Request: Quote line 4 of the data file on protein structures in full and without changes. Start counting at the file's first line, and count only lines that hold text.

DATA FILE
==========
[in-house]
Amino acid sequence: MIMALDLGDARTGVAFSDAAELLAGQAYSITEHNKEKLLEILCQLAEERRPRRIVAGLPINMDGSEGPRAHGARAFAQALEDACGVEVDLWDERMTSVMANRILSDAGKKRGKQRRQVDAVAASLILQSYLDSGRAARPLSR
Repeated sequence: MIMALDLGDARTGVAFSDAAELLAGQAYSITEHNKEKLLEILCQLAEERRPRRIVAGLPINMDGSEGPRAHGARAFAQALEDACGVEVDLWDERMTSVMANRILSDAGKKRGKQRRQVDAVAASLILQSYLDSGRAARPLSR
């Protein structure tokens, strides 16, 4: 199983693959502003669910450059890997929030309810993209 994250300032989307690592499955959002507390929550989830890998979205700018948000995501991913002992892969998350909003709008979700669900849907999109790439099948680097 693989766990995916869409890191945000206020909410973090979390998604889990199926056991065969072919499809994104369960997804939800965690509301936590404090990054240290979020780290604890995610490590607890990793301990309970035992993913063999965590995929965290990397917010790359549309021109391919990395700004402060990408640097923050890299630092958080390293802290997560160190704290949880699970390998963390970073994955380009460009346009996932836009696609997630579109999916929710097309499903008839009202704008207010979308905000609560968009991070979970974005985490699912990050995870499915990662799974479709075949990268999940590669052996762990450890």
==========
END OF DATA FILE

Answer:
């Protein structure tokens, strides 16, 4: 199983693959502003669910450059890997929030309810993209 994250300032989307690592499955959002507390929550989830890998979205700018948000995501991913002992892969998350909003709008979700669900849907999109790439099948680097 693989766990995916869409890191945000206020909410973090979390998604889990199926056991065969072919499809994104369960997804939800965690509301936590404090990054240290979020780290604890995610490590607890990793301990309970035992993913063999965590995929965290990397917010790359549309021109391919990395700004402060990408640097923050890299630092958080390293802290997560160190704290949880699970390998963390970073994955380009460009346009996932836009696609997630579109999916929710097309499903008839009202704008207010979308905000609560968009991070979970974005985490699912990050995870499915990662799974479709075949990268999940590669052996762990450890």